When Jeffrey Wang posted to X asking if anyone wanted to go in on an order of fancy-but-affordable office nap pods, he didn’t expect the post to go viral.

With AI startups booming, nap pods and Silicon Valley hustle culture are back

OpenAI’s Superalignment team, responsible for developing ways to govern and steer “superintelligent” AI systems, was promised 20% of the company’s compute resources, according to a person from that team. But…

OpenAI created a team to control ‘superintelligent’ AI — then let it wither, source says

A new crop of early-stage startups — along with some recent VC investments — illustrates a niche emerging in the autonomous vehicle technology sector. Unlike the companies bringing robotaxis to…

VCs and the military are fueling self-driving startups that don’t need roads

When the founders of Sagetap, Sahil Khanna and Kevin Hughes, started working at early-stage enterprise software startups, they were surprised to find that the companies they worked at were trying…

Deal Dive: Sagetap looks to bring enterprise software sales into the 21st century

Keeping up with an industry as fast-moving as AI is a tall order. So until an AI can do it for you, here’s a handy roundup of recent stories in the world…

This Week in AI: OpenAI moves away from safety

After Apple loosened its App Store guidelines to permit game emulators, the retro game emulator Delta — an app 10 years in the making — hit the top of the…

Adobe comes after indie game emulator Delta for copying its logo

Meta is once again taking on its competitors by developing a feature that borrows concepts from others — in this case, BeReal and Snapchat. The company is developing a feature…

Meta’s latest experiment borrows from BeReal’s and Snapchat’s core ideas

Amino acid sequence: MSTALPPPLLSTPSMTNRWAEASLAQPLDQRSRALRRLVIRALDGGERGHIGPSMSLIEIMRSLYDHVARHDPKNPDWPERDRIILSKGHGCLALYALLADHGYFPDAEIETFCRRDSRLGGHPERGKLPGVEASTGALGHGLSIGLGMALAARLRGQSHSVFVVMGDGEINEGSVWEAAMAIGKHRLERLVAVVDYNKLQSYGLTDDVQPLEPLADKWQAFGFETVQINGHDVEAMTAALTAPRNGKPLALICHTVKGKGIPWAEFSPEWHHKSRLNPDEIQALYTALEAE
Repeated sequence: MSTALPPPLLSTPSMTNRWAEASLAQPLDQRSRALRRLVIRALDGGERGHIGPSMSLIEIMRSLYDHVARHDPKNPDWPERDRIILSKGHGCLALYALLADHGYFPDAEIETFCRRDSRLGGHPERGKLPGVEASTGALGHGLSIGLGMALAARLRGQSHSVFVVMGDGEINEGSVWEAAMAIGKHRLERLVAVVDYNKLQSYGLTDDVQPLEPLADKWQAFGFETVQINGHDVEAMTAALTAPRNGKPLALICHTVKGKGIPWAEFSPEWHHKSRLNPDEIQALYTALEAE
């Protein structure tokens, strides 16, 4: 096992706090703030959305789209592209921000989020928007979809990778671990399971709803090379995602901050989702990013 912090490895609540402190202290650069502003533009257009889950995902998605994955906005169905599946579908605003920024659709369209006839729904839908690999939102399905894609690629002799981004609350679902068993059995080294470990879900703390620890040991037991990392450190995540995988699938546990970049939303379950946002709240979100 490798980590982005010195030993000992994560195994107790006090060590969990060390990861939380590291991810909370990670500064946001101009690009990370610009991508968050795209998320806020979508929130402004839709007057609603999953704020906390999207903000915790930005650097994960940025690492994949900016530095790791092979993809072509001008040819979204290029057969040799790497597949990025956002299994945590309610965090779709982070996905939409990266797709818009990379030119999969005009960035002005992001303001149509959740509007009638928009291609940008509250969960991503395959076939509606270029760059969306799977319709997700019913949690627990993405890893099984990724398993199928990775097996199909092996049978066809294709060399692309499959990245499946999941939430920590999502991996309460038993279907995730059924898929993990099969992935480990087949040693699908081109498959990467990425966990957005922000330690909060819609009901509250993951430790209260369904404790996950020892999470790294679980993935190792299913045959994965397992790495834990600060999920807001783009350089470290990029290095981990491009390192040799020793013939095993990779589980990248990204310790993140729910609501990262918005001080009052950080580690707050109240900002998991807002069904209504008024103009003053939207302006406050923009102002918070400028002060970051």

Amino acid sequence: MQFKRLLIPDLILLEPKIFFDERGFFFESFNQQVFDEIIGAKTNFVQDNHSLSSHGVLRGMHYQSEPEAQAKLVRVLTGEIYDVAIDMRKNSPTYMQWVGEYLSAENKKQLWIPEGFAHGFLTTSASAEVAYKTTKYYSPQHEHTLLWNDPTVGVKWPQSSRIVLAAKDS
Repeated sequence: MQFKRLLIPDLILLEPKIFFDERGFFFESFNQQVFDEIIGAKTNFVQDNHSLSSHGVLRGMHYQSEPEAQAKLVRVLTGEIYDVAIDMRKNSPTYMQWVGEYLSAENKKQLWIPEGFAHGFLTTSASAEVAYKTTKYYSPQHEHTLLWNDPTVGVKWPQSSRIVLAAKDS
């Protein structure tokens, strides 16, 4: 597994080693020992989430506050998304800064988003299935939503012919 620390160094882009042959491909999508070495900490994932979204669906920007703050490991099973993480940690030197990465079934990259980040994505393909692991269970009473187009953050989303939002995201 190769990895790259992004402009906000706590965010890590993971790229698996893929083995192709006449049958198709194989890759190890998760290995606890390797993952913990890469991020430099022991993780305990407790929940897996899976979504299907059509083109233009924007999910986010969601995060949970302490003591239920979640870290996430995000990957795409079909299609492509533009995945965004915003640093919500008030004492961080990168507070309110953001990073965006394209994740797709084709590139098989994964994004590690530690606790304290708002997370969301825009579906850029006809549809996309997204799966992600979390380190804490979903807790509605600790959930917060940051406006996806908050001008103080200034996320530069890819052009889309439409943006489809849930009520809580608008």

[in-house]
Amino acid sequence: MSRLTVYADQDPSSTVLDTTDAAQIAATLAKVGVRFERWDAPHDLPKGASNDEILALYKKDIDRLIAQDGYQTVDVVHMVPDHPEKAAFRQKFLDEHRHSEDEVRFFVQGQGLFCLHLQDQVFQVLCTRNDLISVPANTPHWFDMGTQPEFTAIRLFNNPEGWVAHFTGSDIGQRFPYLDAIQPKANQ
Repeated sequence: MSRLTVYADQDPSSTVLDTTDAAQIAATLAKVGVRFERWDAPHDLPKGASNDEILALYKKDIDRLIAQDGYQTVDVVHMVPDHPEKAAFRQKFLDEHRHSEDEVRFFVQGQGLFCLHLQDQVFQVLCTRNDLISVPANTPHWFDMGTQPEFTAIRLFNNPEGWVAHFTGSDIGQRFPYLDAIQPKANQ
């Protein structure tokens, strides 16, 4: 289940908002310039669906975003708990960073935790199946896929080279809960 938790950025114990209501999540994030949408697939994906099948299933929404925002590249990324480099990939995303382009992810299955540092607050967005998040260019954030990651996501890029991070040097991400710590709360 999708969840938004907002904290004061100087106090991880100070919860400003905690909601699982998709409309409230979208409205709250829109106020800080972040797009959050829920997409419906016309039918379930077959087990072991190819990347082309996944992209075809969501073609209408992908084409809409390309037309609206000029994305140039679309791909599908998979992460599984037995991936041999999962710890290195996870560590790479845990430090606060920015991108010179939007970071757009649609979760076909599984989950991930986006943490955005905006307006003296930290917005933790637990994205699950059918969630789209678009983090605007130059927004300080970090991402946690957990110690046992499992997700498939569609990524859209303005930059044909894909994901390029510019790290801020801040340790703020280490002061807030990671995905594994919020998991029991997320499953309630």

Welcome to Startups Weekly! We’ve been drowning in AI news this week, with Google’s I/O setting the pace. And Elon Musk rages against the machine.

Startups Weekly: It’s the dawning of the age of AI — plus,  Musk is raging against the machine

IndieBio’s Bay Area incubator is about to debut its 15th cohort of biotech startups. We took special note of a few, which were making some major, bordering on ludicrous, claims…

IndieBio’s SF incubator lineup is making some wild biotech promises

YouTube TV has announced that its multiview feature for watching four streams at once is now available on Android phones and tablets. The Android launch comes two months after YouTube…

YouTube TV’s ‘multiview’ feature is now available on Android phones and tablets

Featured Article

Two Santa Cruz students uncover security bug that could let millions do their laundry for free

CSC ServiceWorks provides laundry machines to thousands of residential homes and universities, but the company ignored requests to fix a security bug.

2 days ago
Two Santa Cruz students uncover security bug that could let millions do their laundry for free

TechCrunch Disrupt 2024 is just around the corner, and the buzz is palpable. But what if we told you there’s a chance for you to not just attend, but also…

Harness the TechCrunch Effect: Host a Side Event at Disrupt 2024